Author Karen Armstrong, in discussing the dangers of nations becoming isolated, pointed out that, after Brexit, hate crime went up 48% in London. “We are all linked together,” she said, “You cannot confine your compassion to your own group.” She said that a compassionate city should not be a comfortable city because in allowing ourselves to be disturbed, we are not cut off from our humanity but are aware of one another’s suffering. She further pointed out that, “MLK and Gandhi were highly flawed individuals, but look what they did… Buddha didn’t want to teach but traveled the world endlessly to heal the world’s pain.”

Karen Armstrong

Meditation and self-introspection were other suggestions that weaved themselves throughout the Parliament as solutions to our seeming separation. Science has shown that meditation thickens the prefrontal cortex, increases neuroplasticity and serotonin levels in the brain while decreasing cortisol levels which cause stress. Some schools have turned detention halls into meditation halls and anger and depression among the “troubled” students has gone down.

Of course, meditation, compassion and anything that upholds the peace we wish to embody is not instantaneous but an on-going process. During the first day we were there, a five-minute meditation was announced. Julia pointed out my ironic but somewhat derisive laugh as someone began talking at the back of the room. My laugh clearly said, “What, you can’t refrain from yakking for five minutes while we all meditate?” The “yakker” turned out to be our teacher. The following day, a one-minute meditation was announced. As soon as we shut our eyes, my phone buzzed. Seeing it was a friend I had earnestly wanted to talk to for almost a year, I tried to minimize my jangling as I extracted myself from the room thinking, “What, you can’t sit still for one minute to meditate?”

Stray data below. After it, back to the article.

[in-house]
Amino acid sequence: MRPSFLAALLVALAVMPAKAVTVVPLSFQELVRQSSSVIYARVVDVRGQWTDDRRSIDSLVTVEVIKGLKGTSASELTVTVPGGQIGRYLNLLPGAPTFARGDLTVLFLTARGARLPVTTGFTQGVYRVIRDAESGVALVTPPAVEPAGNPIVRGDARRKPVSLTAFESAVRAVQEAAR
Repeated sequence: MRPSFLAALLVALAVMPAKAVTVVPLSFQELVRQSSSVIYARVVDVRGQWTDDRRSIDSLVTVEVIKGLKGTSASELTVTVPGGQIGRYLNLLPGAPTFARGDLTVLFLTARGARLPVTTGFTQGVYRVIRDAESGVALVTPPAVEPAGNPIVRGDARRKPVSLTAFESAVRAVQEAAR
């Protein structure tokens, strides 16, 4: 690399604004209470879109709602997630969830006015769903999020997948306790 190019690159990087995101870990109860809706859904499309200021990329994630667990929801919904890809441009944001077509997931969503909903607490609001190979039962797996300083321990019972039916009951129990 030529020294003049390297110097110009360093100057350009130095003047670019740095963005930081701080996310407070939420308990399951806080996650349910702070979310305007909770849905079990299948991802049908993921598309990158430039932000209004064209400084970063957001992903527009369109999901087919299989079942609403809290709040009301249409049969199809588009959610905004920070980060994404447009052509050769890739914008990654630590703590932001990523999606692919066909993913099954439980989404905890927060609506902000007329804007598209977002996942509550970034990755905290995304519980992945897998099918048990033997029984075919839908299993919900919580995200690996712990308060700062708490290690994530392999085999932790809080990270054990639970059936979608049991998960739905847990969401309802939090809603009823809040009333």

My takeaway from the Parliament is that heartening inroads are being built towards a Global Ethic. A Global Ethic that emphasizes: Respect for Life, Economic Justice, Truth and Compassion, Women’s Rights, and Care for the Earth. Not only am I a part of this work but I am grateful that I have a sense of humor that allows me to see that I am in no position to become complacent.

A reporter in Las Vegas quoted the Imam Jamal Rahman, of the Interfaith Amigos, as saying, “Like in the Far East, can we share 3 cups of tea?” However, instead of reporting that those cups of tea were: Listen, Respect and Connect, the reporter said the cups were: Lipton, Respect and Connect.”

The Interfaith Amigos

It is easy for all of us to get it wrong from time to time. Empathy and understanding are a lifelong commitment. Still, with a little humor and a whole lot of persistence, I heartily believe there is hope for us yet!

The Interfaith Amigos

It is easy for all of us to get it wrong from time to time. Empathy and understanding are a lifelong commitment. Still, with a little humor and a whole lot of persistence, I heartily believe there is hope for us yet!